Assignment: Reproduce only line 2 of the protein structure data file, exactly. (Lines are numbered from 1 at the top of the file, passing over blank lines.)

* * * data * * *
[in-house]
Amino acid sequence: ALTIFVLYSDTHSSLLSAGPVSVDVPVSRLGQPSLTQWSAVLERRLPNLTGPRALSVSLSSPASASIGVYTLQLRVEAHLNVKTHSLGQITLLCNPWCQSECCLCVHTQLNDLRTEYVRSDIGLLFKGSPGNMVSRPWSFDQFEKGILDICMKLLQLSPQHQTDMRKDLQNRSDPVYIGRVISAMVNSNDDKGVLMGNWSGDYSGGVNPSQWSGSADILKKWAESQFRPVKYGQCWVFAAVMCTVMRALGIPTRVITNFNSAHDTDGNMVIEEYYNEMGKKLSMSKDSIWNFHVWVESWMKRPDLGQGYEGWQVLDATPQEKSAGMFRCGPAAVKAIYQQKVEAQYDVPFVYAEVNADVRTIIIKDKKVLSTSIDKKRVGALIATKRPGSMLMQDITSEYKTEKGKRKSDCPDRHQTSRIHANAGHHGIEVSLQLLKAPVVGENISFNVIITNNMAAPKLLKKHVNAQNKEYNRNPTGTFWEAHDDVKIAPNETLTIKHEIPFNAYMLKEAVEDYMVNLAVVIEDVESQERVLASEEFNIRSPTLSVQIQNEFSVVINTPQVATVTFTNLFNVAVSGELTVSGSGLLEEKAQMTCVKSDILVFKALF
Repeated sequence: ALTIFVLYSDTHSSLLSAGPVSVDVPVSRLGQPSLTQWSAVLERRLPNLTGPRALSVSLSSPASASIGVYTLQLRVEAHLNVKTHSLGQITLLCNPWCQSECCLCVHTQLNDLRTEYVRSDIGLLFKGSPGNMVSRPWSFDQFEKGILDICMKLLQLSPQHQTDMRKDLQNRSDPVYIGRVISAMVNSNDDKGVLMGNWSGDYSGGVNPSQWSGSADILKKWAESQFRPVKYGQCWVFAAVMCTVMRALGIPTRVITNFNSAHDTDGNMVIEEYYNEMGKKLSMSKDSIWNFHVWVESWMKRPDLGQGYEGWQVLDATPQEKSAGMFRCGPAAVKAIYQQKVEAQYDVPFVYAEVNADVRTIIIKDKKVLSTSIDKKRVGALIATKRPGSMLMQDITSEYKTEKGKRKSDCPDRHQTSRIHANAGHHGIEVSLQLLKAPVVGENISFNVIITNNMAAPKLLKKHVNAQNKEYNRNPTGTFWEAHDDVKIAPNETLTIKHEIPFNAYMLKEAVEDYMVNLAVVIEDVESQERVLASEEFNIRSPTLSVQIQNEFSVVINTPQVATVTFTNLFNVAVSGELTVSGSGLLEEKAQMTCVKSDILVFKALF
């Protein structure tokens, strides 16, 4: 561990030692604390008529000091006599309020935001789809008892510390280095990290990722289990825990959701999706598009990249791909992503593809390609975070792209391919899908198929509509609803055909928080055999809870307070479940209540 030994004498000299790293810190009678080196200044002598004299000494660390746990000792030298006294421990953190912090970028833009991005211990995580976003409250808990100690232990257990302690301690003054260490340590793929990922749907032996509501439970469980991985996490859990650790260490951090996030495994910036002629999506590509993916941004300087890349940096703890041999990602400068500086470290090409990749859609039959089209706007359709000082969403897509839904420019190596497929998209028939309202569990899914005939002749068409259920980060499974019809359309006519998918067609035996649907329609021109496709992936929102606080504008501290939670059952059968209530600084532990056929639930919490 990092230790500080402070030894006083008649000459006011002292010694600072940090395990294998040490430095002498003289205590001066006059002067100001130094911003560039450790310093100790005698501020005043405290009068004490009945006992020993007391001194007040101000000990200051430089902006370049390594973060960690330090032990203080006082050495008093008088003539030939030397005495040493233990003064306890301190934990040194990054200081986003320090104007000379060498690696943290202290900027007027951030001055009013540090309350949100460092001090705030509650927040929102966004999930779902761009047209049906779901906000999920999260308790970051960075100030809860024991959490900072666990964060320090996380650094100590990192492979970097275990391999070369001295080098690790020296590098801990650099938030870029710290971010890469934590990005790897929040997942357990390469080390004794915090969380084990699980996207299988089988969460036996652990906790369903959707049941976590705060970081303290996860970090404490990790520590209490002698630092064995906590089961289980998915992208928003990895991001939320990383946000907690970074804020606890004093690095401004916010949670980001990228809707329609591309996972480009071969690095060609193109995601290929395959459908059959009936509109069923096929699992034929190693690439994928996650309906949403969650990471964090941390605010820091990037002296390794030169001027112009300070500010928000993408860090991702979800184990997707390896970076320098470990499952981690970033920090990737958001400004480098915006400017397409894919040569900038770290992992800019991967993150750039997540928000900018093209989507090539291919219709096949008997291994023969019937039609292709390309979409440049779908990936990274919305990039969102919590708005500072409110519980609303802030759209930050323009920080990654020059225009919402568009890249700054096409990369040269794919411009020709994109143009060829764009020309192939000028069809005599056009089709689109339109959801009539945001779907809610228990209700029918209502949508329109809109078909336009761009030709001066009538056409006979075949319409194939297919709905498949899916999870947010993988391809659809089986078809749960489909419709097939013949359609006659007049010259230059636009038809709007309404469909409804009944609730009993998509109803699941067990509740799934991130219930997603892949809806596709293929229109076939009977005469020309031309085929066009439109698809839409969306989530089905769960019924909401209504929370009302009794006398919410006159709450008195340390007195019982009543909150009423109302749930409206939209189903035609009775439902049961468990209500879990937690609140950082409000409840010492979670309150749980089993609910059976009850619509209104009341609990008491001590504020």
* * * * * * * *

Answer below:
Amino acid sequence: ALTIFVLYSDTHSSLLSAGPVSVDVPVSRLGQPSLTQWSAVLERRLPNLTGPRALSVSLSSPASASIGVYTLQLRVEAHLNVKTHSLGQITLLCNPWCQSECCLCVHTQLNDLRTEYVRSDIGLLFKGSPGNMVSRPWSFDQFEKGILDICMKLLQLSPQHQTDMRKDLQNRSDPVYIGRVISAMVNSNDDKGVLMGNWSGDYSGGVNPSQWSGSADILKKWAESQFRPVKYGQCWVFAAVMCTVMRALGIPTRVITNFNSAHDTDGNMVIEEYYNEMGKKLSMSKDSIWNFHVWVESWMKRPDLGQGYEGWQVLDATPQEKSAGMFRCGPAAVKAIYQQKVEAQYDVPFVYAEVNADVRTIIIKDKKVLSTSIDKKRVGALIATKRPGSMLMQDITSEYKTEKGKRKSDCPDRHQTSRIHANAGHHGIEVSLQLLKAPVVGENISFNVIITNNMAAPKLLKKHVNAQNKEYNRNPTGTFWEAHDDVKIAPNETLTIKHEIPFNAYMLKEAVEDYMVNLAVVIEDVESQERVLASEEFNIRSPTLSVQIQNEFSVVINTPQVATVTFTNLFNVAVSGELTVSGSGLLEEKAQMTCVKSDILVFKALF